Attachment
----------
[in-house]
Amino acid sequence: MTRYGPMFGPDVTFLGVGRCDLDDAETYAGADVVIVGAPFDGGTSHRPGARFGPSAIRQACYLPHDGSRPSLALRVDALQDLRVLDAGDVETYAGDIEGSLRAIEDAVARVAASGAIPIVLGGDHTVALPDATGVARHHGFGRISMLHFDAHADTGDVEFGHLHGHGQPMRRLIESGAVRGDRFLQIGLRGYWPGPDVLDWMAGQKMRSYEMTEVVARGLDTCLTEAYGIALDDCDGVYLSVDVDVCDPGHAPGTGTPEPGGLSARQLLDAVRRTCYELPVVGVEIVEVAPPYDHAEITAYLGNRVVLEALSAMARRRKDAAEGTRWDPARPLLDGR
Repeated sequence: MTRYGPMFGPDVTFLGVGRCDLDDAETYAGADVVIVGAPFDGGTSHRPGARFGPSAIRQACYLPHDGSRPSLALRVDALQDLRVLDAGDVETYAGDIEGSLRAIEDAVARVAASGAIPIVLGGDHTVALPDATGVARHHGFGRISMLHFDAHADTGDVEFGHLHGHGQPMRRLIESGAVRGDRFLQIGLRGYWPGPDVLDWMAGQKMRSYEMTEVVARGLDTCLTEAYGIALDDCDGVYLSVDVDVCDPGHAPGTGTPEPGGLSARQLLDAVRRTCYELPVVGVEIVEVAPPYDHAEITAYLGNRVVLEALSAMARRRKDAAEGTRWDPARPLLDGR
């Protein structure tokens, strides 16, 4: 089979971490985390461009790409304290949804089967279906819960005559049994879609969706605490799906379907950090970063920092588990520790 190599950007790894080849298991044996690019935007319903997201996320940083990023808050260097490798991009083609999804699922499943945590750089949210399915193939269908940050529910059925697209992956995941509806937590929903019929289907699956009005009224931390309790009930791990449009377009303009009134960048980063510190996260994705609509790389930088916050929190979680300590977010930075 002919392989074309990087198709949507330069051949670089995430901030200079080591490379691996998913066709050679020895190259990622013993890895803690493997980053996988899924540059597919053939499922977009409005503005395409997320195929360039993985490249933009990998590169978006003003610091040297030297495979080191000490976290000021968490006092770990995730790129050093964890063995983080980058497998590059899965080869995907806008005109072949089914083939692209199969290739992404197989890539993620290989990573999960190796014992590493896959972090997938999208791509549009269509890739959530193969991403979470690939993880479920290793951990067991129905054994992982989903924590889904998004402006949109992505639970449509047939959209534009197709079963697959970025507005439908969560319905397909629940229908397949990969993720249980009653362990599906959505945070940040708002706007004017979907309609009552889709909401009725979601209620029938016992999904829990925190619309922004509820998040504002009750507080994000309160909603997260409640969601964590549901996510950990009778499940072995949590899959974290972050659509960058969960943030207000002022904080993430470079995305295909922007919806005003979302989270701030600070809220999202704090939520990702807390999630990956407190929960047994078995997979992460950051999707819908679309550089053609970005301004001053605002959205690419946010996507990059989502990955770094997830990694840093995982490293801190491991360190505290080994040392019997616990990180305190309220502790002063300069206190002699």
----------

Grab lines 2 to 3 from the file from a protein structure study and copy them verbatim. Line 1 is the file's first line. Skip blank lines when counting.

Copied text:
Amino acid sequence: MTRYGPMFGPDVTFLGVGRCDLDDAETYAGADVVIVGAPFDGGTSHRPGARFGPSAIRQACYLPHDGSRPSLALRVDALQDLRVLDAGDVETYAGDIEGSLRAIEDAVARVAASGAIPIVLGGDHTVALPDATGVARHHGFGRISMLHFDAHADTGDVEFGHLHGHGQPMRRLIESGAVRGDRFLQIGLRGYWPGPDVLDWMAGQKMRSYEMTEVVARGLDTCLTEAYGIALDDCDGVYLSVDVDVCDPGHAPGTGTPEPGGLSARQLLDAVRRTCYELPVVGVEIVEVAPPYDHAEITAYLGNRVVLEALSAMARRRKDAAEGTRWDPARPLLDGR
Repeated sequence: MTRYGPMFGPDVTFLGVGRCDLDDAETYAGADVVIVGAPFDGGTSHRPGARFGPSAIRQACYLPHDGSRPSLALRVDALQDLRVLDAGDVETYAGDIEGSLRAIEDAVARVAASGAIPIVLGGDHTVALPDATGVARHHGFGRISMLHFDAHADTGDVEFGHLHGHGQPMRRLIESGAVRGDRFLQIGLRGYWPGPDVLDWMAGQKMRSYEMTEVVARGLDTCLTEAYGIALDDCDGVYLSVDVDVCDPGHAPGTGTPEPGGLSARQLLDAVRRTCYELPVVGVEIVEVAPPYDHAEITAYLGNRVVLEALSAMARRRKDAAEGTRWDPARPLLDGR